Images

1908 Grand Prix de Paris

1908 Grand Prix de Paris

Grand Prix de Paris, match between Major Marshall Taylor and Edmond Jacquelin, first round of the cycling competition. Image credit: Bibliotheque nationale de France, d©partement Estampes et photographie, EST EI-13 (14) | Source: http://catalogue.bnf.fr/ark:/12148/cb40451992d | Creator: Press Photographer, 1908. View File Details Page

Grand Finish at Grand Prix Cycliste de la R©publique, 1908

Major Marshall Taylor pulled ahead of Emile Friol to finish of the Grand Prix de Republique in 1908. The Grand Prix de Republique was held at the Parc de Princes Stadium in Paris. Image credit: Bibliotheque Nationale de France. | Creator: Press photograph, September 21, 1908. View File Details Page

Cyclist Racing at the Stade Velodrome Buffalo, May 1909.

Cyclist Racing at the Stade Velodrome Buffalo, May 1909.

The start of track cycle race held at the Stade Velodrome Buffalo in Neuilly-sur Seine. The cyclists from left to right are Victor Dupre, Emile Friol, and Major Taylor. Image credit: Bibliotheque Nationale de France. | Creator: Press photography, May 31, 1909. View File Details Page

Taylor and Edmund Friol After Race

Taylor and Edmund Friol After Race

Marshall Taylor and fellow world track racing champion, Emile Friol of France, walking to the locker room after May 31 1909 race held at the Stade Velodrome Buffalo. Image credit: Bibliotheque Nationale de France. | Creator: Press Photography, May 31, 1909 View File Details Page

Cyclist Race at Stade Veledrome Buffalo, France May 29, 1908

Cyclist Race at Stade Veledrome Buffalo, France May 29, 1908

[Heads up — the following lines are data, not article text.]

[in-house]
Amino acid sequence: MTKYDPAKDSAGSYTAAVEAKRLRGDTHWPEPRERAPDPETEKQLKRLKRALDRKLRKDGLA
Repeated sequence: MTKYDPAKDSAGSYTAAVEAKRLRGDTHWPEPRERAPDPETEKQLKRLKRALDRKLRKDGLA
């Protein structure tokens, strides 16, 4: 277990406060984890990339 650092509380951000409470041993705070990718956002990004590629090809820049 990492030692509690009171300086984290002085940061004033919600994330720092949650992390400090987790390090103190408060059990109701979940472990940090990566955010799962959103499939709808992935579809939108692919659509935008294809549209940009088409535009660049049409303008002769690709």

American boxer Sam McVey steadies Marshall Taylor at start of 1908 race against France™s Gabriel Poulain (world champion in 1905) and Denmark™s Thorvald Ellegaard (world champion in 1901,1902, and 1903, 1906, 1908, 1911). Image credit: Bibliotheque Nationale de France | Creator: Press photography, May 29, 1908 View File Details Page

Marshall "Major" Taylor Indiana Historical Marker

Marshall "Major" Taylor Indiana Historical Marker

This historical marker is at the intersection of 38th and the Monon trail, across from the Indiana State Fairgrounds. The Capital City Track was located here. Photo Courtesy of Indiana Historical Bureau. | Source: http://www.in.gov/history/markers/MajorTaylor.htm | Creator: Indiana Historical Bureau View File Details Page

Marshall "Major" Taylor, Indiana Historical Marker

Marshall "Major" Taylor, Indiana Historical Marker

This historical marker is at the intersection of 38th and the Monon trail, across from the Indiana State Fairgrounds. The Capital City Track was located here. Photo Courtesy of Indiana Historical Bureau. | Creator: Indiana Historical Bureau View File Details Page

29 May 1908

29 May 1908

American boxer Sam McVey steadies Marshall Taylor at start of 1908 race against France™s Gabriel Poulain (world champion in 1905) and Denmark™s Thorvald Ellegaard (world champion in 1901,1902, and 1903, 1906, 1908, 1911). Image credit: Bibliotheque Nationale de France View File Details Page

Cite this Page:

Kaelynn Hayes, “Racing in the Velodrome,” Discover Indiana, accessed March 28, 2017, http://indyhist.iupui.edu/items/show/2.

Share this Story